At the Kearney Senior Citizen Housing Complex, where Mr. Jeffress lived in H-1, the northwest apartment of a fourplex unit, he kept his distance from other residents. Neighbors speculated that Mr. Jeffress might have kept to himself because he was hard of hearing and talked with a stutter. Four days earlier, he had told the apartment secretary, Ana Jane Watson, that the ladies of the complex were gossiping about him. She and others had noted that he often carried with him a purple bag, though no one knew about or inquired of its contents.
Mr. Jeffress could not have understood what motivates men to a monastic lifestyle, what calling puts them in a community of faith for the rest of their lives.
He stepped past the body of the Rev. Schuster and the spreading pool of blood and made his way along the west hallway. No one else appeared in front of him. He walked past a shell casing and a bullet fragment and beyond a staircase that would have taken him to the second floor.
At the end of the hall, he pulled open a door that took him back into the basilica, near the vestibule where he had entered the building less than 10 minutes before. It was less than 30 feet to the back row of pews.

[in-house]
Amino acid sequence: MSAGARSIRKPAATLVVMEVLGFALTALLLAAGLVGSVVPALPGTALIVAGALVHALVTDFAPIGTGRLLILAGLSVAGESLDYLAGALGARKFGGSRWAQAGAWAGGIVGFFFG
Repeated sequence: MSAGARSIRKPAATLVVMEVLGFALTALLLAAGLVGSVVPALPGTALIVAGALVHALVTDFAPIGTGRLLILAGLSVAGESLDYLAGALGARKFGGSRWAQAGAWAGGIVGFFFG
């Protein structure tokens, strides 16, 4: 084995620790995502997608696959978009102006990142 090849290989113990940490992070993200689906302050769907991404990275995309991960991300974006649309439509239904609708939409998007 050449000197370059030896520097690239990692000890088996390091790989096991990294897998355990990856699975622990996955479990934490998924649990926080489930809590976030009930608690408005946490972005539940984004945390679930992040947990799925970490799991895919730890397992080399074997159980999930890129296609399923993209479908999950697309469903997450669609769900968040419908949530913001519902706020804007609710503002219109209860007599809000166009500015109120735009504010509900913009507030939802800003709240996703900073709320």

He seated himself there, hard against a pillar in the southwest corner of the sanctuary. He set down the MAK next to him, along with a clip of ammunition, and pulled out the .22-caliber rifle with its stock removed.
Sick and alone, 90 miles from home, evil in his last moments and a mystery for the ages, Lloyd Jeffress stuck the gun in his mouth and ended his life.
Details for this narrative came from interviews, reports from law- enforcement agencies and the
Jackson County Medical Examiner and observations and documents from Conception Abbey.
8 minutes: In that time, an ailing loner named Lloyd Jeffress turned Conception Abbey into a killing ground
St. Joseph News-Press
June 8, 2003
Ken Newton and Alonzo Weston